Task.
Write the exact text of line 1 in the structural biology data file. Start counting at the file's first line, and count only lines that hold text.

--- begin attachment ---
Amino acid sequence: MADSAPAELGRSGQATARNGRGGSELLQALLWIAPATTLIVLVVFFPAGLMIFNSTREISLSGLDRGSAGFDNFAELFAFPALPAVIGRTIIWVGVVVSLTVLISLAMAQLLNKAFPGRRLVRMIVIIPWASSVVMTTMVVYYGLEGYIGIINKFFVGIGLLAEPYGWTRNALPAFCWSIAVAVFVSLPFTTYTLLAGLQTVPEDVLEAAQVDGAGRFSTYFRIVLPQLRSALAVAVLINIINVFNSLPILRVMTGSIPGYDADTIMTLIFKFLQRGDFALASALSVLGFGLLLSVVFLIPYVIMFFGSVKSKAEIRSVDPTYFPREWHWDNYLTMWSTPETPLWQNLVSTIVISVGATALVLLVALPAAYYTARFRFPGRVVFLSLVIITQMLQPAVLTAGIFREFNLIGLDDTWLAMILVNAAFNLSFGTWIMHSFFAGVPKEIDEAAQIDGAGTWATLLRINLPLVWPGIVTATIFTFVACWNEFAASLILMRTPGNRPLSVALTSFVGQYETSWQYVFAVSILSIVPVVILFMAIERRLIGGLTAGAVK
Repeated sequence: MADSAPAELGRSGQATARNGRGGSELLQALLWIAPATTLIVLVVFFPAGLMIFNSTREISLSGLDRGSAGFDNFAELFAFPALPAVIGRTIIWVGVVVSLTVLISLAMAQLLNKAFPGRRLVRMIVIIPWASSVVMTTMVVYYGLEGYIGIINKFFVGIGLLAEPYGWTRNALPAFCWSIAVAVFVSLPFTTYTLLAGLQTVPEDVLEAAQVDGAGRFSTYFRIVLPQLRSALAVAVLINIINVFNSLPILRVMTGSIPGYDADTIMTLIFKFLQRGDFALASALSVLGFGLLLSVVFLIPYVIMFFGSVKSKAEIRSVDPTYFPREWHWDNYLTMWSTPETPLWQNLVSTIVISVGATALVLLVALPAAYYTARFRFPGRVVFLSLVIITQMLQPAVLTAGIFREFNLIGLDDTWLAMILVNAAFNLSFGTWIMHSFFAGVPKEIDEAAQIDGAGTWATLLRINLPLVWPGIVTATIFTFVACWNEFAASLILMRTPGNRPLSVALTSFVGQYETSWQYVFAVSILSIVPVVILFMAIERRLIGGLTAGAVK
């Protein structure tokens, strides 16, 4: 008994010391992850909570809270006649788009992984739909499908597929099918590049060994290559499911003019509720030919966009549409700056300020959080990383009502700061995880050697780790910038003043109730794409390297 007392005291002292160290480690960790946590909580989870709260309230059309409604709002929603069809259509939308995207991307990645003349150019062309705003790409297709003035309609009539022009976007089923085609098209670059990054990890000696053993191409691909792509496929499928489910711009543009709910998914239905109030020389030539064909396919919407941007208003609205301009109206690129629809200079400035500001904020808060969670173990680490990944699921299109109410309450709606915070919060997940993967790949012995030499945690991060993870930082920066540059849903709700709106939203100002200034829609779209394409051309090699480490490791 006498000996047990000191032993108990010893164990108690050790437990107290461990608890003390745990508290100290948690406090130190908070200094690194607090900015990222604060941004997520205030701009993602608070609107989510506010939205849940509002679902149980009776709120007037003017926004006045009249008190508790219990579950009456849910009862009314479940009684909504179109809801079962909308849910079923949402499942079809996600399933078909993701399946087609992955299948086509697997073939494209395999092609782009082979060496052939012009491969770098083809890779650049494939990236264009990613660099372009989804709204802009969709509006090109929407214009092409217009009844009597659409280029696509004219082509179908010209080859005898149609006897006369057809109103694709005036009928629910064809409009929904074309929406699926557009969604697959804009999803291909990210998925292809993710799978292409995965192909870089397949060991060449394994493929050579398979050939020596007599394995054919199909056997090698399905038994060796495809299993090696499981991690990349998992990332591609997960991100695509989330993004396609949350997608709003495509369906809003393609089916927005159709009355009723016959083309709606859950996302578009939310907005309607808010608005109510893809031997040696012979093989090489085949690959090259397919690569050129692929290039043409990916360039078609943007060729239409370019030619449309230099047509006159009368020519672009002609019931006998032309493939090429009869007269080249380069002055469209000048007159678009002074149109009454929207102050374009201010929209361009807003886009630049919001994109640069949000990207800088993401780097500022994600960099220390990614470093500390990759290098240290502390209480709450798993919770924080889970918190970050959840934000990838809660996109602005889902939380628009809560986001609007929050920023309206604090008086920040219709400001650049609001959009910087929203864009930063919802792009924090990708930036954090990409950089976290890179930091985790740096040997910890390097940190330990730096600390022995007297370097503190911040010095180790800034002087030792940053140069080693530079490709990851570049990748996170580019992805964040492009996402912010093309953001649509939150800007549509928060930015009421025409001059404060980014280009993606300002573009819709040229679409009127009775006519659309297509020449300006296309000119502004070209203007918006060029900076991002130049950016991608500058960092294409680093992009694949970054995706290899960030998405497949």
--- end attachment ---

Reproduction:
Amino acid sequence: MADSAPAELGRSGQATARNGRGGSELLQALLWIAPATTLIVLVVFFPAGLMIFNSTREISLSGLDRGSAGFDNFAELFAFPALPAVIGRTIIWVGVVVSLTVLISLAMAQLLNKAFPGRRLVRMIVIIPWASSVVMTTMVVYYGLEGYIGIINKFFVGIGLLAEPYGWTRNALPAFCWSIAVAVFVSLPFTTYTLLAGLQTVPEDVLEAAQVDGAGRFSTYFRIVLPQLRSALAVAVLINIINVFNSLPILRVMTGSIPGYDADTIMTLIFKFLQRGDFALASALSVLGFGLLLSVVFLIPYVIMFFGSVKSKAEIRSVDPTYFPREWHWDNYLTMWSTPETPLWQNLVSTIVISVGATALVLLVALPAAYYTARFRFPGRVVFLSLVIITQMLQPAVLTAGIFREFNLIGLDDTWLAMILVNAAFNLSFGTWIMHSFFAGVPKEIDEAAQIDGAGTWATLLRINLPLVWPGIVTATIFTFVACWNEFAASLILMRTPGNRPLSVALTSFVGQYETSWQYVFAVSILSIVPVVILFMAIERRLIGGLTAGAVK